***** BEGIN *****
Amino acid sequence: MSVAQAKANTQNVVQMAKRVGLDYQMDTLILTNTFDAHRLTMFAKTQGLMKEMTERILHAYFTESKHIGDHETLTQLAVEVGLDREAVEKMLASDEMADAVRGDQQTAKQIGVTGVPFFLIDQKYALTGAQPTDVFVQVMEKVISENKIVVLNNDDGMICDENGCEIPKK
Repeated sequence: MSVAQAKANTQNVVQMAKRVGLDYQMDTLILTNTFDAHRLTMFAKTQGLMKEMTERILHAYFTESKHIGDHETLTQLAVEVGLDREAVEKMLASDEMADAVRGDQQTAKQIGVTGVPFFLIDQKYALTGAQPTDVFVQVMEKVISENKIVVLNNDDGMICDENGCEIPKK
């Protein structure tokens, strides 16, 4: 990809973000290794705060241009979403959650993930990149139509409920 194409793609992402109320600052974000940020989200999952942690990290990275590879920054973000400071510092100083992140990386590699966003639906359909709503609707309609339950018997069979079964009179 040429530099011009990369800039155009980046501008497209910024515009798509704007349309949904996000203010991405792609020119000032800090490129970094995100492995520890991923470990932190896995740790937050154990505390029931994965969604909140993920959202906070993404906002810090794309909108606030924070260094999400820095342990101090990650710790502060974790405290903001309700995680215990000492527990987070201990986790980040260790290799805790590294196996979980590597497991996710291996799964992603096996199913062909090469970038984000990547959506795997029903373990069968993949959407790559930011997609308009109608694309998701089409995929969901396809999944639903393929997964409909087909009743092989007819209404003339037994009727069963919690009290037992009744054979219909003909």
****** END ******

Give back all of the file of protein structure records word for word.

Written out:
Amino acid sequence: MSVAQAKANTQNVVQMAKRVGLDYQMDTLILTNTFDAHRLTMFAKTQGLMKEMTERILHAYFTESKHIGDHETLTQLAVEVGLDREAVEKMLASDEMADAVRGDQQTAKQIGVTGVPFFLIDQKYALTGAQPTDVFVQVMEKVISENKIVVLNNDDGMICDENGCEIPKK
Repeated sequence: MSVAQAKANTQNVVQMAKRVGLDYQMDTLILTNTFDAHRLTMFAKTQGLMKEMTERILHAYFTESKHIGDHETLTQLAVEVGLDREAVEKMLASDEMADAVRGDQQTAKQIGVTGVPFFLIDQKYALTGAQPTDVFVQVMEKVISENKIVVLNNDDGMICDENGCEIPKK
């Protein structure tokens, strides 16, 4: 990809973000290794705060241009979403959650993930990149139509409920 194409793609992402109320600052974000940020989200999952942690990290990275590879920054973000400071510092100083992140990386590699966003639906359909709503609707309609339950018997069979079964009179 040429530099011009990369800039155009980046501008497209910024515009798509704007349309949904996000203010991405792609020119000032800090490129970094995100492995520890991923470990932190896995740790937050154990505390029931994965969604909140993920959202906070993404906002810090794309909108606030924070260094999400820095342990101090990650710790502060974790405290903001309700995680215990000492527990987070201990986790980040260790290799805790590294196996979980590597497991996710291996799964992603096996199913062909090469970038984000990547959506795997029903373990069968993949959407790559930011997609308009109608694309998701089409995929969901396809999944639903393929997964409909087909009743092989007819209404003339037994009727069963919690009290037992009744054979219909003909």